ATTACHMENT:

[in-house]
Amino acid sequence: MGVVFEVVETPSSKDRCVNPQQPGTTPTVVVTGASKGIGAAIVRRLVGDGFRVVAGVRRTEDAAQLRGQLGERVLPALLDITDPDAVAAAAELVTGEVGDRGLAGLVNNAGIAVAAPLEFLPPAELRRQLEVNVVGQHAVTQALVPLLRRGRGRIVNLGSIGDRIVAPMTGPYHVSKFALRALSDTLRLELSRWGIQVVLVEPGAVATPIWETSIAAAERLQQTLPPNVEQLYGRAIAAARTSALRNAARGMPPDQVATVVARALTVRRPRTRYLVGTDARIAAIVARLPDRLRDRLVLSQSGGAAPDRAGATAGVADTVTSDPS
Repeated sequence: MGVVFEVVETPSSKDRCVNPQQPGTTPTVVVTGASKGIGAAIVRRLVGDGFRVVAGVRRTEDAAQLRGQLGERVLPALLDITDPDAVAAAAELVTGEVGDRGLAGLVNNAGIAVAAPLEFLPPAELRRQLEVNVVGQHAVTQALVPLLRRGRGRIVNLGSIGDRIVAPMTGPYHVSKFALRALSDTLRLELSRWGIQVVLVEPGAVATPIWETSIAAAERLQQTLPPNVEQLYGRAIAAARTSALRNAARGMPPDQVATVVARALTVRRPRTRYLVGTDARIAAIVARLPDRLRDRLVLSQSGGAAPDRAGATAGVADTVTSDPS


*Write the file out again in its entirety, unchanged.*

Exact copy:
[in-house]
Amino acid sequence: MGVVFEVVETPSSKDRCVNPQQPGTTPTVVVTGASKGIGAAIVRRLVGDGFRVVAGVRRTEDAAQLRGQLGERVLPALLDITDPDAVAAAAELVTGEVGDRGLAGLVNNAGIAVAAPLEFLPPAELRRQLEVNVVGQHAVTQALVPLLRRGRGRIVNLGSIGDRIVAPMTGPYHVSKFALRALSDTLRLELSRWGIQVVLVEPGAVATPIWETSIAAAERLQQTLPPNVEQLYGRAIAAARTSALRNAARGMPPDQVATVVARALTVRRPRTRYLVGTDARIAAIVARLPDRLRDRLVLSQSGGAAPDRAGATAGVADTVTSDPS
Repeated sequence: MGVVFEVVETPSSKDRCVNPQQPGTTPTVVVTGASKGIGAAIVRRLVGDGFRVVAGVRRTEDAAQLRGQLGERVLPALLDITDPDAVAAAAELVTGEVGDRGLAGLVNNAGIAVAAPLEFLPPAELRRQLEVNVVGQHAVTQALVPLLRRGRGRIVNLGSIGDRIVAPMTGPYHVSKFALRALSDTLRLELSRWGIQVVLVEPGAVATPIWETSIAAAERLQQTLPPNVEQLYGRAIAAARTSALRNAARGMPPDQVATVVARALTVRRPRTRYLVGTDARIAAIVARLPDRLRDRLVLSQSGGAAPDRAGATAGVADTVTSDPS